Ahead of the Clouds lads’ long-awaited Dublin return this Friday, our own Cóilí Collins caught up with them for a chat and discussed everything from the concept behind their ‘Heavy The Eclipse’ album to working with Speedy J and much more.  

‘After numerous waves of social collapse, Glasgow, once a prosperous city, had run to waste in lawless ruin…’

So begins the post-apocalyptic, sci-fi thriller story that is Clouds’ latest album, ‘Heavy the Eclipse’. The Scottish do not narrate over their 14-track epic, although Liam’s chipper accent in contrast to Calum’s dead pan voice would have made for an interesting premise. This excerpt is taken from neurealm.net, a website dedicated to telling the story of 2018’s most left-of-field techno project. ‘Heavy the Eclipse’ places us 400 years in the future, both in sound and sight, with the help of David Rudnick, an artist the duo has collaborated closely with over the years. The final product delivers full descriptions of the different crews running Glasgow as it has spiralled into lawlessness, a map of the Neurealm and the folklore surrounding it, not to mention the odd hardcore banger too.

Calum breaks what seems like the impenetrable ice of a three-way Skype call in telling me that Clouds are probably the first techno duo to receive fan fiction, then again creating an entire universe for your album isn’t common practice in the realm of techno either. “This guy wrote an article and he was writing about the architecture in Glasgow after World War II after the decades and comparing it to the world of Neurealm. People have been responding and they’ve been interpreting it in their own way, which is kind of amazing and more than we could’ve hoped for.” Calum continues, “I think because the world is so expansive and every time we started thinking about it we’d come up with another part of the world to build and add to the story. When people started getting into it by themselves, it wasn’t that surprising because we hadn’t finished exploring it. All the shit that’s going and all the references to the different crews, once you start thinking about it, it just grows endlessly. Once people start drawing stuff and writing about it and interpreting it in their own ways, it seems kind of inevitable.”

While Clouds aren’t shy about producing incredibly experimental music, despite their more well-known club-sounding tracks, unfolding a project as out-there as their newest album made for a daunting task says Calum. “It took us two years and we didn’t really have anything else set up over those two years to do, so it’s basically all we did for two years which is quite a lot for just one project. Once you finally release it out to everyone, it’s a bit daunting, but it’s been really good.” Liam echoed the same sentiment, his voice eschewing a brief sense of relief, “Especially because it took so long for it to come out since we’d finished the music, we had kind of held our breath like, ‘Fuck, how’s this going to go down?’, it’s been a huge relief that it’s been well received, because I was pretty terrified.”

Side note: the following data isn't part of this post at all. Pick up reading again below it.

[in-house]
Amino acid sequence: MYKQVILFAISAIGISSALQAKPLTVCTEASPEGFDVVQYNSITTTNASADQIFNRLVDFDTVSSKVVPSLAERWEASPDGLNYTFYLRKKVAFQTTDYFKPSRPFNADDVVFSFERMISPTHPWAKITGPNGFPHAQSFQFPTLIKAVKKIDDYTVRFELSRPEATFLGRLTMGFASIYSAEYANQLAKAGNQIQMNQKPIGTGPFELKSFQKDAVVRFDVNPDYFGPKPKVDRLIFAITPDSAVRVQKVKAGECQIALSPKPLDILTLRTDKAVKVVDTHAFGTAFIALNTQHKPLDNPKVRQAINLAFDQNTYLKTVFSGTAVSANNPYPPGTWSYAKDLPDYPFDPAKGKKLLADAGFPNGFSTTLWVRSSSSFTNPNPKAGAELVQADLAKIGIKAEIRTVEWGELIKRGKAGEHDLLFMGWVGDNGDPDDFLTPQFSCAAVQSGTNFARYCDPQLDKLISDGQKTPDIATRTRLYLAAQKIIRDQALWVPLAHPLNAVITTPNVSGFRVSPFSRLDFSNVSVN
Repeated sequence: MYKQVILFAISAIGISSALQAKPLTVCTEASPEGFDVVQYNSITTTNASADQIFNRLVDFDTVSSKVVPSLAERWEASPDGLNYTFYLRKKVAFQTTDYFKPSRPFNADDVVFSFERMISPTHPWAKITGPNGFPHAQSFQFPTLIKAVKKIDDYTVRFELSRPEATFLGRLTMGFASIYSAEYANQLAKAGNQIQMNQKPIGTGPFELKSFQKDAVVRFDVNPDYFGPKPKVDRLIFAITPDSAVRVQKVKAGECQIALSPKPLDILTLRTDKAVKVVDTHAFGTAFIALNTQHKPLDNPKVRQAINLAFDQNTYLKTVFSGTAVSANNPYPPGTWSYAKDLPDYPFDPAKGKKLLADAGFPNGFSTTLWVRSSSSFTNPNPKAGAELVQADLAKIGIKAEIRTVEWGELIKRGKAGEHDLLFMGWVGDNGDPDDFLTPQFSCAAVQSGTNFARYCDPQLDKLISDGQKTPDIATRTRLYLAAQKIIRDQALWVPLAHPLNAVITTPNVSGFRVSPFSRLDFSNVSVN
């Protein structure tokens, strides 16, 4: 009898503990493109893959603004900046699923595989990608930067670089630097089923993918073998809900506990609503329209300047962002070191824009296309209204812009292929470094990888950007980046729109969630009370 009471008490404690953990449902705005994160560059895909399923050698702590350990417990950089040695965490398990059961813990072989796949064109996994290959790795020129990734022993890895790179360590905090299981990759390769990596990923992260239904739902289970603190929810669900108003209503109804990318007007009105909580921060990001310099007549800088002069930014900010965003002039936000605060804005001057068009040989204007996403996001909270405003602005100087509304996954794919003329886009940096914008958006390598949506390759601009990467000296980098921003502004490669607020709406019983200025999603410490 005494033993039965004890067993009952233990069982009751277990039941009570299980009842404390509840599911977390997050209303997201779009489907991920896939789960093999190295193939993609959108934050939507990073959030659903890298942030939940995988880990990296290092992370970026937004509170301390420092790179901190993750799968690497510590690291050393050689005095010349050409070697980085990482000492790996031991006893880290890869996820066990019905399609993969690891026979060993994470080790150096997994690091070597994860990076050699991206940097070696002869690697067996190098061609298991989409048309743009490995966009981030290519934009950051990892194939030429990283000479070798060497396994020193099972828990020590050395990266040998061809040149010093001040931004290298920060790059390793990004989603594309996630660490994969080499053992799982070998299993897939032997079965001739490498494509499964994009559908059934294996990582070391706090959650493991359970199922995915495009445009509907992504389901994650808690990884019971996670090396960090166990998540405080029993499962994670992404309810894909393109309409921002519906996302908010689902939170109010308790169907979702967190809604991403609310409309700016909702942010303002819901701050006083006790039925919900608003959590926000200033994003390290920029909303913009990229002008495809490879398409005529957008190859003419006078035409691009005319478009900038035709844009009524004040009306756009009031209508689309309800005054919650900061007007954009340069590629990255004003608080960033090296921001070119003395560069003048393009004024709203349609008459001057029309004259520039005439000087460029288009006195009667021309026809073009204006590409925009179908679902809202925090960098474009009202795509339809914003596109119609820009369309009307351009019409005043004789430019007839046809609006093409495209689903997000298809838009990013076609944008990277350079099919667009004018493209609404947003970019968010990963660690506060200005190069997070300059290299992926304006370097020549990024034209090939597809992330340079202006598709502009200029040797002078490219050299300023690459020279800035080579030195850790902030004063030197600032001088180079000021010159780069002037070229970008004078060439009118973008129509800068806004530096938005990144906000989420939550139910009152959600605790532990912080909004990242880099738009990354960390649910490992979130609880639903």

“I think we’re definitely more musicians than DJs”

During an interview with Blawan last summer the Yorkshire producer questioned why so many techno producers stray so far away from their club sound when approaching an album. Liam weighed in on this topic too. “We’ve always liked the idea that albums are very different from EPs and your club records. When it comes to an album you can allow yourself a lot more time to make it.” Calum expanded further on what their intentions were when making ‘Heavy the Eclipse’. “You want to make a statement of sorts. We wrote two records and we’ve been doing this almost 10 years, so there’s a lot of time to think about it in between each record. If you are going to do two in 10 years, you want it to be a bigger project. The album format, although it’s getting more and more left in the past with streaming and stuff, it’s a lot better than putting out a series of Eps. “In terms of concepts I guess we thought that techno has this aesthetic or this idea behind it regarding the future and sci-fi. Especially the scene that we’re in, it’s this dark, grim world and no one does it fucking well at all! I’m not saying we’re the only techno artists doing cool sci-fi shit, obviously not, but we wanted to give it a shot and see if we could come up with something that we thought was cool.

“I think we’re definitely more musicians than DJs,” Liam interjects, with Calum nodding in agreement. “Obviously, we make a lot of club music, but that’s more so deviating from what we actually want to do which is making music like this. We like writing club music as well and it’s a lot less of a strain to do that. We want to make money from this and it’s kind of difficult if you’re not DJing, so you have to find a balance. “I get what Blawan said, a lot of artists who usually just make techno try and write an album. What they do is different shit and they’ve never given proper song writing a shot and when it comes out, you can tell.”

To any casual fan, a ‘Neurealm’ label would have housed the record, but it was in fact released on the legendary Electric Deluxe imprint, spearheaded by the iconic Speedy J in Rotterdam. Having released previously with the legendary Dutchman, the decision made sense. Calum says the process went much further than just a string of emails. “We’d been working with Joachim [Speedy J] at Electric Deluxe for about two years before we went and recorded the album in his studio. The idea always was to do it on ED. We recorded it in his studio, we’d released our last couple of records on his label, he really gave us the freedom to do whatever we wanted with it, with the artwork and concept of it. Whereas a lot of labels would’ve asked us to reign it in a bit. He said that it needed to be what we wanted it to be and not to compromise at all” Liam’s more upbeat tone dims for a minute as he stresses how key the Rotterdam native’s help was in getting the record over the line. “Even with the delays, some of the press people we were working with were asking us when it’s going to be done, over the course of 14 months. Joachim kept saying if we were going to do it, we’d have to do it properly, we can’t hold back any of the expenses, we’d have to do it 100 per cent or not at all. That’s a big reason why we did it with him in the first place. It would’ve been quite rude, actually, to use his studio for two weeks and put it out somewhere else!”